It’s safe to say that, short of giving the Phoenix Coyotes away for nothing, the NHL has done its part to keep hockey in the desert. Nobody could or would ever be able to accuse the league of abandoning a market if it moved the Coyotes.

It’s also safe to say that the good people of Glendale have done their part, bending over backward and putting themselves further in debt to save a team few people have interest in watching.

And it’s very safe to say that Greg Jamison has done his part. He secured $308 million in concessions from Glendale and, even with the sweetest deal imaginable, could not even come close to securing enough investors to buy the team. That’s because people know that if you stroke a check to be part of an ownership group today, it will be just the first in a long line of checks you’ll have to sign when the cash calls come to cover losses.

Nothing terribly new here, but the evidence is irrefutable. Hockey is dead in Phoenix. And there appears to be no sense in continuing to try to beat it to life. After announcing a “sellout” crowd of 17,363 for their home opener, two of their next five home games drew fewer than 9,000 fans. Their average attendance through six games is 12,364, but that number is less when you account for number of tickets given away.

The time has come for the league to move the Coyotes to another market. If the league did that, however, it would mean it would miss out on coveted expansion fees. But what if the league treated the sale of the Coyotes, or any other team, as they would an expansion team?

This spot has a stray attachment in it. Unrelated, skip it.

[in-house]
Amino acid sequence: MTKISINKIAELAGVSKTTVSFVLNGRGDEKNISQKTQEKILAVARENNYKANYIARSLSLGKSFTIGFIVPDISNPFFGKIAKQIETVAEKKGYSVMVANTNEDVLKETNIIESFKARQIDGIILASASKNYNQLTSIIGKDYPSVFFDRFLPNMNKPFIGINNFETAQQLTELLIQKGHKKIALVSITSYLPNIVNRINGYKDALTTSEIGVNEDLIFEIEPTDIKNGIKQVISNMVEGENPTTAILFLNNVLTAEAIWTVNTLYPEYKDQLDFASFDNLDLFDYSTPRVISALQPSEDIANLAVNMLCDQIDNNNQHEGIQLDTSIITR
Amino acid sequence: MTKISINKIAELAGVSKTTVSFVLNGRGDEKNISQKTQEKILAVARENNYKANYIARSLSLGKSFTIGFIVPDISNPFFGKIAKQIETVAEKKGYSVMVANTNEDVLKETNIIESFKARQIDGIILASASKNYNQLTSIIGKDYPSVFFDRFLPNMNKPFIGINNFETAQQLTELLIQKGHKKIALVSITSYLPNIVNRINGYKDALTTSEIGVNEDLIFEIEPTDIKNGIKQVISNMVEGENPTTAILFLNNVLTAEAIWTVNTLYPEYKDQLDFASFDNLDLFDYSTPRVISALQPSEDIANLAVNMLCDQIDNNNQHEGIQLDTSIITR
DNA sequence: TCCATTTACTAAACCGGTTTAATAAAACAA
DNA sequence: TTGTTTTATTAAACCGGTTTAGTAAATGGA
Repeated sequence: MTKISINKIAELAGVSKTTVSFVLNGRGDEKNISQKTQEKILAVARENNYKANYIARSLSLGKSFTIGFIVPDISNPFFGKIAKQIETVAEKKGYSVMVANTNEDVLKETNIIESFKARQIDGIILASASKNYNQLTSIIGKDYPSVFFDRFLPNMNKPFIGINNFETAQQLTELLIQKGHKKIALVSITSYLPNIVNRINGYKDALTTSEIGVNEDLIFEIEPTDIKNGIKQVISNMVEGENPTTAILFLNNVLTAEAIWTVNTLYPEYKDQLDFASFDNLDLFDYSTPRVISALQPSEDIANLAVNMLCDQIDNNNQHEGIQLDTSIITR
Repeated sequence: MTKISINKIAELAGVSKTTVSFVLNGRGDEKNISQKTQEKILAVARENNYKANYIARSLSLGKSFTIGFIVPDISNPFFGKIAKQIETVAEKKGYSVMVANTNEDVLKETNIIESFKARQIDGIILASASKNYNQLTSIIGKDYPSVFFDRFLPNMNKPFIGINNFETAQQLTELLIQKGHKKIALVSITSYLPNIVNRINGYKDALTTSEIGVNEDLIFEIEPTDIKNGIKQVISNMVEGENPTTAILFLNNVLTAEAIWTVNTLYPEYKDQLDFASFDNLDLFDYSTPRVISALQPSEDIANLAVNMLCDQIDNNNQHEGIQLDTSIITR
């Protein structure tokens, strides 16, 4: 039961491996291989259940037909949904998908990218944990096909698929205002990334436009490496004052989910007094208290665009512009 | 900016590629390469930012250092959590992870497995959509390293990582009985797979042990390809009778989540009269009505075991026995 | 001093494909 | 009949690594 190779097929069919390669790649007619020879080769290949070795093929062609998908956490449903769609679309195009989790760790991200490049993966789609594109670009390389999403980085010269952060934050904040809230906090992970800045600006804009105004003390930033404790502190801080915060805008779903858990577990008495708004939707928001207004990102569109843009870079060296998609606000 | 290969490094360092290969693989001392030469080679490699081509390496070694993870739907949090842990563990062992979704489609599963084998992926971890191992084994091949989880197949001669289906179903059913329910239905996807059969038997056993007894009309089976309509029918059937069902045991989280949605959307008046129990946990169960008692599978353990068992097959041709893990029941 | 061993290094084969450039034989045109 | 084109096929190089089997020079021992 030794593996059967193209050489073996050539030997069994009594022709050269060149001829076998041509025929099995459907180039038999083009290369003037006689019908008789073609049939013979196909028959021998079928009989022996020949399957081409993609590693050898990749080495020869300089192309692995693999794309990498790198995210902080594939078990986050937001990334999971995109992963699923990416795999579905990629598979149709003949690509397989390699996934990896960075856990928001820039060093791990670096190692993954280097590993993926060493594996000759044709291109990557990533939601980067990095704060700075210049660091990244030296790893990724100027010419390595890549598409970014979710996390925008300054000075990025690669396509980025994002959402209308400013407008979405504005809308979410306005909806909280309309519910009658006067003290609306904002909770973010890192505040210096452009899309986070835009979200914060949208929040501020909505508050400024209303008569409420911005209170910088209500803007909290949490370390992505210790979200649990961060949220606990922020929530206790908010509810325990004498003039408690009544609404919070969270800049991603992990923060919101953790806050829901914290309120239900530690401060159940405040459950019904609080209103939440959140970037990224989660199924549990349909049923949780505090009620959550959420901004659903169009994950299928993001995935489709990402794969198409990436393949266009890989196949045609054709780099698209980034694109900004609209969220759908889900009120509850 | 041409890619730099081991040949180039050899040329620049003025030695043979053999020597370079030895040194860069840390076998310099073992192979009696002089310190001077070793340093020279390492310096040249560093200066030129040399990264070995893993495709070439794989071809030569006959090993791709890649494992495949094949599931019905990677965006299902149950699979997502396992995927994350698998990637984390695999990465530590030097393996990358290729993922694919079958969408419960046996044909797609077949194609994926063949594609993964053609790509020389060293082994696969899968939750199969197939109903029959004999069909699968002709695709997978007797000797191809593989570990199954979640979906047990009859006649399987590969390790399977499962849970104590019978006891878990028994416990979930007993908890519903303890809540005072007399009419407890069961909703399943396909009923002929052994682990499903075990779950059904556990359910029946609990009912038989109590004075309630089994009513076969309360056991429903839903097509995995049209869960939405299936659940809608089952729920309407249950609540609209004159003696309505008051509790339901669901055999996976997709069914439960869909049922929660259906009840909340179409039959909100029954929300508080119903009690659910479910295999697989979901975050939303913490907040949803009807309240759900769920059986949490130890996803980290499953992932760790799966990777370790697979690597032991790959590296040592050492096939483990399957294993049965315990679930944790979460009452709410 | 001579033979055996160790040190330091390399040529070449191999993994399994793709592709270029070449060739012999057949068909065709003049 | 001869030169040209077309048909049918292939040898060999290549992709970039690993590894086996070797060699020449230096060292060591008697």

Let’s say the following scenario unfolds in the next couple of months (hint, hint). Chicago Wolves owner Don Levin, who has been at the forefront of talk of the NHL going to Seattle, teams up with former Tampa Bay Lightning owner Oren Koules and former Coyotes suitor Matthew Hulsizer to buy the Coyotes and move them to Seattle.

They meet the NHL’s announced purchase price of $170 million, which would remain in place if they elected to keep the team in Phoenix. But once they move to Seattle, likely after this season, they would have to pay a minimum $100 million relocation fee. The same thing would apply to Quebec City and/or Toronto when it comes to getting a team, except it would be part of a two-tiered system in which teams that go to better markets pay a higher relocation fee.

Let’s say, for argument’s sake, that the Florida Panthers are next on the list for relocation. Either the Quebec City or Toronto group buys the team for whatever they’re deemed to be worth, then moves it for a relocation fee somewhere in the neighborhood of $300 million. The NHL moves a team to a revenue-generating market without losing out on its expansion money.

If the league so desperately wants to keep its east-west alignment intact, moving the Coyotes to Seattle makes perfect sense. It would mean the Winnipeg Jets would have to remain in the Eastern Conference for a couple more years, but if the league were to move another struggling franchise to Quebec City or Toronto and grant an expansion franchise to the other, it could then move the Jets to the Western Conference and have 16 teams in each conference.

There is, of course, the matter of there being no suitable arena in Seattle. It’s a valid point, but there is one on the way and speculation is the Sacramento Kings are primed to relocate there. And the Seattle team could play out of the Key Arena on a temporary basis. It’s not ideal, since the Key Arena has only 9,000 unobstructed seats for hockey. But wouldn’t the NHL rather have at least 9,000 paying customers in Seattle with a new arena on the way than what’s taking place in Phoenix?

This move would require Levin, Hulsizer and Koules to absorb som1)e big losses the first couple of years while the new arena is being built. But that’s the cost of getting an NHL team that is going to make some serious money in what should be a very good hockey market. The Coyotes need to be saved now, not two or three years from now when there’s a place for them to land.

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